Zapatista Corn: A Case Study in Biocultural Innovation
In November 2001, Nature published a letter in which University of California Berkeley’s biologists claimed to have found evidence of genetically modified (GM) DNA in regional varieties of maize in Oaxaca, even though the Mexican government had banned transgenic corn agriculture in 1998. While urban protesters marched against the genetic ‘contamination’ of Mexican corn by US-based agricultural biotech firms, rural indigenous communities needed a framework for understanding concepts such as GM before they could take action. This article analyzes how the indigenous organization, the Zapatistas, mobilized a program to address this novel entity. Their anti-GM project entailed educating local farmers about genetics, importing genetic testing kits, seed-banking landrace corn and sending seeds to ‘solidarity growers’ around the world. This article explores material-semiotic translations to explain one of the central aspects of this project, the definition and circulation of Zapatista corn – an entity defined not only through cultural geography, but also technological means. Through its circulation, Zapatista corn serves to perform a biocultural engagement with Zapatista’s political project of resistance to neoliberalism. While much has been written about both regulatory policy and consumer activism against GM in the Global North, Zapatista corn also provides a case study in indigenous, anti-GM activism founded on biocultural innovation and the creation of alternative networks for circulating corn.
Genetic Fallout in Bio-Cultural Landscapes: Molecular Imperialism and the Cultural Politics of (not) Seeing Transgenes in Mexico
Christophe Bonneuil, Jean Foyer, and Brian Wynne
This article explores the trajectory of the global controversy over the introgression (or not) of transgenes from genetically modified maize into Mexican indigenous maize landraces. While a plurality of knowledge-making processes were deployed to render transgenes visible or invisible, we analyze how a particular in vitro based DNA-centered knowledge came to marginalize other forms of knowledge, thus obscuring other bio-cultural dimensions key to the understanding of gene flow and maize diversity. We show that dominant molecular norms of proof and standards of detection, which co-developed with the world of industrial monocropping and gene patenting, discarded and externalized non-compliant actors (i.e. complex maize genomes, human dimensions of gene flow). Operating in the name of high science, they hence obscured the complex biological and cultural processes that maintain crop diversity and enacted a cultural–political domination over the world of Mexican landraces and indigenous communities.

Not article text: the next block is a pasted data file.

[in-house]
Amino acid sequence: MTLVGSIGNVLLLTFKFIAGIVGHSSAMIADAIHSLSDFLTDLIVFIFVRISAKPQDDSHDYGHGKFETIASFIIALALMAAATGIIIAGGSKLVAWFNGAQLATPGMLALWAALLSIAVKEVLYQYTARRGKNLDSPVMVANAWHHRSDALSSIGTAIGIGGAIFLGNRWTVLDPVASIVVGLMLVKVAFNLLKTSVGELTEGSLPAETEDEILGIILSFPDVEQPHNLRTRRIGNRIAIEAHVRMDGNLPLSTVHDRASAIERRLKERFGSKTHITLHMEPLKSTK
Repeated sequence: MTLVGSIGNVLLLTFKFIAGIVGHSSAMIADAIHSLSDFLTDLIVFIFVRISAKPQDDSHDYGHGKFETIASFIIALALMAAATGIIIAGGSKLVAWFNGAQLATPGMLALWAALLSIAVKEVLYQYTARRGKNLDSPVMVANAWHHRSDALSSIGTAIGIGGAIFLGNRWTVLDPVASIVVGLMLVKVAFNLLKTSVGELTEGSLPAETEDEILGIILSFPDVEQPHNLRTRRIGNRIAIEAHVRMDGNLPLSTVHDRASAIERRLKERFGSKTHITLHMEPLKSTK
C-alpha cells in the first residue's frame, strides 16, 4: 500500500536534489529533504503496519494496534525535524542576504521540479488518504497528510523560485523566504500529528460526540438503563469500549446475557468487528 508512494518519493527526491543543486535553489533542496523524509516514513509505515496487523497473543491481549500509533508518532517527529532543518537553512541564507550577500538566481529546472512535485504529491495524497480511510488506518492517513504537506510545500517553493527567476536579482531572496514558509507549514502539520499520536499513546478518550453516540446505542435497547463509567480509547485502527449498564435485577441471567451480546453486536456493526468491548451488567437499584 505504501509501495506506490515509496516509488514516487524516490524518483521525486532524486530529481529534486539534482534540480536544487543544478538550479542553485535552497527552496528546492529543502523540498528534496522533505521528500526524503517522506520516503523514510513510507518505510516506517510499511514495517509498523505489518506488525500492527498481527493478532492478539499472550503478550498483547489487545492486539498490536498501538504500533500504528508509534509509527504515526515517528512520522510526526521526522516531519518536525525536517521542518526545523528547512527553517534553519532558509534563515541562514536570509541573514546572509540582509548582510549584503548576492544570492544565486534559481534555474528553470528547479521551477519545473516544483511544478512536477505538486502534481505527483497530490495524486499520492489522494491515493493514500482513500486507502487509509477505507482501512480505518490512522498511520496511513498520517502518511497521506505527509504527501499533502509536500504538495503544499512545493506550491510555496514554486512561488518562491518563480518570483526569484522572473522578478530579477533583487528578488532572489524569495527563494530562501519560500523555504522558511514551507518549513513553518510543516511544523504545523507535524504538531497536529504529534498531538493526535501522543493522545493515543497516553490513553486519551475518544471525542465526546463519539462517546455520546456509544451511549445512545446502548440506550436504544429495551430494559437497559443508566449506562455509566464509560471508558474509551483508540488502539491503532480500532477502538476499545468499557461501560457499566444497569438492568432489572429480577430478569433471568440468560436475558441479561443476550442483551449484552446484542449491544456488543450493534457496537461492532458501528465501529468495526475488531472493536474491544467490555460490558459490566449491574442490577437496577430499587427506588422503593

This article explores the fraught historical politics of a 20th-century controversy over a Classic Maya king. The controversy ostensibly concerned the age at death of a ruler discovered in 1952 in an elaborate sarcophagus at the Mexican site of Palenque. Combining osteological and epigraphic techniques, Mexican scholars estimated that the ruler died at about 40 or 50 years of age. Two decades later, an emerging collective of US hieroglyph experts claimed to have determined the grammatical structure of Maya glyphs for the first time and reevaluated the sarcophagus inscriptions. They concluded that the king, given the name ‘Pakal’, lived a remarkably long life of 80 years (603–683 ce). This reading sparked a controversy that would persist until 1999. At stake was not just how to tell the story of an ancient Maya lord, but who could tell it, with what evidence, and with what degree of certainty. The inclination of some Mexican archaeologists to adopt nationalist and Marxist orientations came into palpable tension with foreign scholars’ liberal, universalist knowledge practices. To address this problem, I rethink Pakal’s material mediation through bones and inscriptions as a ‘matter of concern’ (Bruno Latour) and ‘matter of care’ (Maria Puig de la Bellacasa). I show how these concepts facilitate the reconsideration of contradictory historical propositions as potential sites of coexistence among actors temporarily ill equipped to listen to each other’s claims. Ultimately, I present ‘listening’ as a technique of cosmopolitical care that complements the extensive emphasis on speech and spokespersonship in Latourian cosmopolitics.
Creeping Edgework: Carnivalesque Consumption and the Social Experience of Health Risk
James Cronin, Mary McCarthy, and Alan Collins
This article contributes to an understanding of voluntary health risk based on the regular, excessive intake of food and alcohol in the micro-cultural setting. By drawing on and extending edgework theory our aim is to conceptualise the riskiness of carnivalesque consumption as a medium for expression and performance in two separate community contexts. Using ethnographic research methods, we explore the consumption of calorie-dense, low nutrient food for gamers and the use of alcohol for hipsters. Our findings are reported over four key themes. The first and last consider how carnivalesque consumption provides sensations for multi-sensory loss of self and a shared emancipation from day-to-day moderation. The second and third explore how community members prepare and exercise control over their consumption to manage risks related to an ‘immediate edge’. We discuss how carnivalesque behaviour, when ritualised, establishes a trajectory that creeps towards a more ‘distant edge’ characterised by longer term health consequences. We argue that the transcendental experiences that are part and parcel of edgework can be enacted by products that are traditionally conceptualised as mundane and that the risks of consuming them are largely accumulative rather than instantaneous. Implications for health interventions are included.